How to Mitigate Future Flooding Disasters

The best way to mitigate future flooding disasters is to focus on the whole community to create resiliency by addressing risk and creating a culture of preparedness. That means motivating your community to protect themselves from the loss of life, property, and prosperity as a result of natural hazards. That’s not a simple, quick fix, but as you can see in the South Carolina example, it’s far superior to the alternative.

Now, South Carolina is taking the first step toward flood-resilient infrastructure design, engaging E.L. Robinson to conduct the Darlington County Hydraulic/Flood Study and Chesterfield County Hydraulic/Flood Study. The South Carolina Office of Resilience (SCOR) spearheaded the two studies funded by a U.S. Housing and Urban Development (HUD) Community Development Block Grant-Mitigation (CDBG-MIT) Grant with a focus on Low and Moderate Income (LMI) Benefit Areas and Mitigation Urgent Need in “Most Impacted and Distressed” (MID) counties.

The Darlington County Hydraulic/Flood Study and the Chesterfield County Hydraulic/Flood Study each contain multiple tasks and steps, including:

  • Communication and Education for elected officials and the public in the community
  • Conducting multiple public meetings to collect feedback and information and identify flooding issues throughout the county based on public meetings
  • Conducting face-to-face site visits to meet residents and assess flooding issues
  • Developing hydrologic and hydraulic models of the existing and proposed stormwater system for various frequencies using GIS mapping to create conceptual designs
  • Prioritizing projects for construction grant submissions based on computer modeling results, including a benefit-cost analysis (result > 1) for each potential project

The SCOR will use the results of the studies to submit additional grants and identify flood-resilient infrastructure design projects to undertake based on available funding and identified priorities.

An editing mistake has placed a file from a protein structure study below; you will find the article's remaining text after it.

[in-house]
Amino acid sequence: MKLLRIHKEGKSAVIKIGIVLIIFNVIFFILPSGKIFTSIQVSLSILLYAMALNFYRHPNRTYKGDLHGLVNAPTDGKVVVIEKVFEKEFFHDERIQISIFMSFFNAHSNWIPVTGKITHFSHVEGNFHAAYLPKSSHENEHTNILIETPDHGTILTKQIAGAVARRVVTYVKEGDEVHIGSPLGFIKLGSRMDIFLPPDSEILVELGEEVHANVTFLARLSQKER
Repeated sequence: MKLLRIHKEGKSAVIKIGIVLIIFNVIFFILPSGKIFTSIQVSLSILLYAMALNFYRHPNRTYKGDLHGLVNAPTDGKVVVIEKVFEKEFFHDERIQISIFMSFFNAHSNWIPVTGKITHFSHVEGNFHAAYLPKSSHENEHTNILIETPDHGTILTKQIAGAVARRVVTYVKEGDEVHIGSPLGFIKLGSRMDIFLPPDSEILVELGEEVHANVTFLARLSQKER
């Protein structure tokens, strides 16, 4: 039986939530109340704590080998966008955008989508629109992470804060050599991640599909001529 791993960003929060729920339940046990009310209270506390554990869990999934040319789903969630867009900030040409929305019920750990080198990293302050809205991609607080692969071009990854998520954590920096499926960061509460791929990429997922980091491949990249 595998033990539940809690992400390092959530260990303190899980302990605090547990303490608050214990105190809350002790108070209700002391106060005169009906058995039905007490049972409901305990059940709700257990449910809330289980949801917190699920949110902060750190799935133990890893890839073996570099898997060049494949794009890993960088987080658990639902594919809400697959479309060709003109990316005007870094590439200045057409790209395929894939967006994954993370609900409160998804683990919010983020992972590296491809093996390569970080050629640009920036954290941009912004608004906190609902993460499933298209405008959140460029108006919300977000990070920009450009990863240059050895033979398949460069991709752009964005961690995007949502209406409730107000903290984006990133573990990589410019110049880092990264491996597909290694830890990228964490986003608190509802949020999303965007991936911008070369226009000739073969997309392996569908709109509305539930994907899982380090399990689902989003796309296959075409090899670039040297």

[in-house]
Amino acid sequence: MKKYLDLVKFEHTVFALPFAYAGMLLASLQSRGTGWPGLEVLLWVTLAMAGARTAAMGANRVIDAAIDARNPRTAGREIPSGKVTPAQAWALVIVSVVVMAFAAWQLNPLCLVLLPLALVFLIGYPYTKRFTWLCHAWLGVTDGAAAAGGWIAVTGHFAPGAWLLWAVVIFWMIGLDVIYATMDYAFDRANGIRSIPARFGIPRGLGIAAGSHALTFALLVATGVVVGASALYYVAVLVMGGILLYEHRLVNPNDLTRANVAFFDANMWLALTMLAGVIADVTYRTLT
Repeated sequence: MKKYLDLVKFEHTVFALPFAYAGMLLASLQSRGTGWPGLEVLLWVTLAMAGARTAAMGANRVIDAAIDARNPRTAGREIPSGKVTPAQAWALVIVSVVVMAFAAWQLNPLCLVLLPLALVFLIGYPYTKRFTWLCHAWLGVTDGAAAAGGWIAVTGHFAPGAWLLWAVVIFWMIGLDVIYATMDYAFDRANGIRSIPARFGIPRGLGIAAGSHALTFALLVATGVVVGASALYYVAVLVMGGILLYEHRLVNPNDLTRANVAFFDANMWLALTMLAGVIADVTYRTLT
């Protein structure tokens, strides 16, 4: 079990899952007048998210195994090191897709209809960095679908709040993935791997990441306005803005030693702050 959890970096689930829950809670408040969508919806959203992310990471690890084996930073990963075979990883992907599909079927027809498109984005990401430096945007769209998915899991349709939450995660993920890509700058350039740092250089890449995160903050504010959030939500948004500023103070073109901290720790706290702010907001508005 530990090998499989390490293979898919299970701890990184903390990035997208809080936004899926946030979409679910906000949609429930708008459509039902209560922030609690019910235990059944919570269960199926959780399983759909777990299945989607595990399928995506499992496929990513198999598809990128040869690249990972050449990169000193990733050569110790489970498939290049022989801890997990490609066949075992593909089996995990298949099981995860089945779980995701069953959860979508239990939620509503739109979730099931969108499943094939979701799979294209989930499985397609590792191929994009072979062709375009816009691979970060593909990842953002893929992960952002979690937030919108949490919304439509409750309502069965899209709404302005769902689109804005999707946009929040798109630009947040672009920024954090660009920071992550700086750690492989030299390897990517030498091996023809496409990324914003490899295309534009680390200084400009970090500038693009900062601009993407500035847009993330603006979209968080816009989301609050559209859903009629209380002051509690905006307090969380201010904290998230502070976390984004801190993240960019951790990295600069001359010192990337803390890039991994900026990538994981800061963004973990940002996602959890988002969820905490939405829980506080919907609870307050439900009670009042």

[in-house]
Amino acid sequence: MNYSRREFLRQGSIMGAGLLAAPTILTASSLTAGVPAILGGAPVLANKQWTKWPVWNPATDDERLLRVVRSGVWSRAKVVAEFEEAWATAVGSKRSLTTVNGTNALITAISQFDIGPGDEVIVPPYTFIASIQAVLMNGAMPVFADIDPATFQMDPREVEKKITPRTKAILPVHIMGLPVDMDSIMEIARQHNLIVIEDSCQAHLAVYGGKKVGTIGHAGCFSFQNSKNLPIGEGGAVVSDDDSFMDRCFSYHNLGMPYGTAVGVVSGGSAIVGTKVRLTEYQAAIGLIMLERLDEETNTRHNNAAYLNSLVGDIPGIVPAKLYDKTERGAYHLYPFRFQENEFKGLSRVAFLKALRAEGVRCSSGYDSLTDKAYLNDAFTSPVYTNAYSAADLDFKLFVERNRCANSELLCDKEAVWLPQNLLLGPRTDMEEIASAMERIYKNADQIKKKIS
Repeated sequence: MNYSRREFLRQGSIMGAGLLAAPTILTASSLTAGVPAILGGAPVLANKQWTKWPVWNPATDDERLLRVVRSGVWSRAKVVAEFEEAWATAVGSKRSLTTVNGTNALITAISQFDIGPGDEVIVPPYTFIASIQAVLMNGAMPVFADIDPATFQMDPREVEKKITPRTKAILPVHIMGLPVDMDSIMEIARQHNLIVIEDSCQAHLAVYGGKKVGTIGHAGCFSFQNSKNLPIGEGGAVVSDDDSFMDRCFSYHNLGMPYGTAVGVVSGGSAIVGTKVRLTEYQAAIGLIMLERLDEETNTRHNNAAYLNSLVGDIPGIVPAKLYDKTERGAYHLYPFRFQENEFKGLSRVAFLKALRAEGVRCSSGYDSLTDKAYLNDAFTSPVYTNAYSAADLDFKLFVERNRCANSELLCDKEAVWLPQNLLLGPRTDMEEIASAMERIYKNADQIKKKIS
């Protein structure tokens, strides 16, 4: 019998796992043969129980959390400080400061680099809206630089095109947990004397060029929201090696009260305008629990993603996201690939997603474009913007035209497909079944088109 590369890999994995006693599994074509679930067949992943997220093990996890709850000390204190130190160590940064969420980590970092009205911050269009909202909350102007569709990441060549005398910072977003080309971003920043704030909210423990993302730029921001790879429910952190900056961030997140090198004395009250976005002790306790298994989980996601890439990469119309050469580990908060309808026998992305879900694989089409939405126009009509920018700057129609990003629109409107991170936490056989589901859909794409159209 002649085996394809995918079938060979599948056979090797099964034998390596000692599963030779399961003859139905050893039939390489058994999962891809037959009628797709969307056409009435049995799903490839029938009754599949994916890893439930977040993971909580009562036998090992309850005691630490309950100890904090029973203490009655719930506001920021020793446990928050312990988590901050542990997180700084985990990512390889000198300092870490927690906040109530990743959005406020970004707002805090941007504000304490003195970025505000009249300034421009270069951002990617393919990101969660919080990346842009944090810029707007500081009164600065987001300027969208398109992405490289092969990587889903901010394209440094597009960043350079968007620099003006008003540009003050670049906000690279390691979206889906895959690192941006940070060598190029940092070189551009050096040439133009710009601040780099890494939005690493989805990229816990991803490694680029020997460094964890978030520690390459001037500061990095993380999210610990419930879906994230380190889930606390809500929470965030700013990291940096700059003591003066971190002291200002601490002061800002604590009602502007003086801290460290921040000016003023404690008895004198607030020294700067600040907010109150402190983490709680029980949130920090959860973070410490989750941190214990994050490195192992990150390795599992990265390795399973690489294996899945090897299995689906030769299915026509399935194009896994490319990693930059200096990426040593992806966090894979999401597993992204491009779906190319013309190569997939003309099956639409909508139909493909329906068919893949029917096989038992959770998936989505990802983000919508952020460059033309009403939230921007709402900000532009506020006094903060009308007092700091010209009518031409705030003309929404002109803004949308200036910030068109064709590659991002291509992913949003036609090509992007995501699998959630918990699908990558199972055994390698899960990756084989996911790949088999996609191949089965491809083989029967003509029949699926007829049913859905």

Why Work with E.L. Robinson Emergency Management Services

It takes an experienced firm familiar with these types of projects with a team that can work within the intent of the program, for example, focusing on current and future impacts on LMI and MID counties. That’s how we deliver flood studies with the highest level of credibility based on data-driven, expert analysis. It includes comprehensive data analysis and intellectual rigor that stands the test of intense public scrutiny and increases the likelihood that projects will gain funding and proceed.

Learn more about our Emergency Management Services, including flood-resilient infrastructure design and much more. Contact us with any questions or to discuss a future project.

Toll Free: 800.856.6485

A 100% Employee Owned Company

West Virginia

  • Charleston
  • Beckley
  • Chapmanville


  • Columbus
  • Cleveland
  • Little Hocking


  • Ashland

North Carolina

  • Raleigh

South Carolina

  • Columbia


  • Chantilly

*E.L. Robinson Engineering Co. ensures nondiscrimination in all programs and activities in accordance with Title VI of the Civil Rights Act of 1964. If you need more information or special assistance for persons with disabilities or limited English proficiency, contact Jayne Gwinn-Charleston Office at 304.776.7473 Ext. 238

© 2024 Copyright - E.L. Robinson Engineering. Website Design + Development: Mind Merge Design
Social Media Policy